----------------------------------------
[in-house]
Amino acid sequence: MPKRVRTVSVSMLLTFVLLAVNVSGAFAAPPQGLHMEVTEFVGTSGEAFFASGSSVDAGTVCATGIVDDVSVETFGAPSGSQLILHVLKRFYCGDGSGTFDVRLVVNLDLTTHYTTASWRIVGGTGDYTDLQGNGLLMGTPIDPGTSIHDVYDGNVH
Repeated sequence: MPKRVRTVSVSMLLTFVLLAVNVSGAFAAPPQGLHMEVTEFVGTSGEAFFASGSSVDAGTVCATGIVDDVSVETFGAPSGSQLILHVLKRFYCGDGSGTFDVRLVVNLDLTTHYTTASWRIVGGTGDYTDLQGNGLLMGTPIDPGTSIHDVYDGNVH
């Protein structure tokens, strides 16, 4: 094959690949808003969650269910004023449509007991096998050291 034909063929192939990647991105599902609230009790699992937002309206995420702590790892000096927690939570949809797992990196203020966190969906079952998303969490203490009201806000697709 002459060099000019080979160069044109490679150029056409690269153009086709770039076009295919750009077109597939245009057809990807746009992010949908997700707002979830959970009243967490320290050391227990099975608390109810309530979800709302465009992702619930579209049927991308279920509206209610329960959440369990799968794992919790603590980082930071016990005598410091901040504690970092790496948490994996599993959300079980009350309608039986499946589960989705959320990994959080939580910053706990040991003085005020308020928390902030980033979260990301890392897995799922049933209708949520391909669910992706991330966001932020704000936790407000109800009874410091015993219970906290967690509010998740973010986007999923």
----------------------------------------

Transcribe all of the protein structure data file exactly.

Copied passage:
[in-house]
Amino acid sequence: MPKRVRTVSVSMLLTFVLLAVNVSGAFAAPPQGLHMEVTEFVGTSGEAFFASGSSVDAGTVCATGIVDDVSVETFGAPSGSQLILHVLKRFYCGDGSGTFDVRLVVNLDLTTHYTTASWRIVGGTGDYTDLQGNGLLMGTPIDPGTSIHDVYDGNVH
Repeated sequence: MPKRVRTVSVSMLLTFVLLAVNVSGAFAAPPQGLHMEVTEFVGTSGEAFFASGSSVDAGTVCATGIVDDVSVETFGAPSGSQLILHVLKRFYCGDGSGTFDVRLVVNLDLTTHYTTASWRIVGGTGDYTDLQGNGLLMGTPIDPGTSIHDVYDGNVH
């Protein structure tokens, strides 16, 4: 094959690949808003969650269910004023449509007991096998050291 034909063929192939990647991105599902609230009790699992937002309206995420702590790892000096927690939570949809797992990196203020966190969906079952998303969490203490009201806000697709 002459060099000019080979160069044109490679150029056409690269153009086709770039076009295919750009077109597939245009057809990807746009992010949908997700707002979830959970009243967490320290050391227990099975608390109810309530979800709302465009992702619930579209049927991308279920509206209610329960959440369990799968794992919790603590980082930071016990005598410091901040504690970092790496948490994996599993959300079980009350309608039986499946589960989705959320990994959080939580910053706990040991003085005020308020928390902030980033979260990301890392897995799922049933209708949520391909669910992706991330966001932020704000936790407000109800009874410091015993219970906290967690509010998740973010986007999923």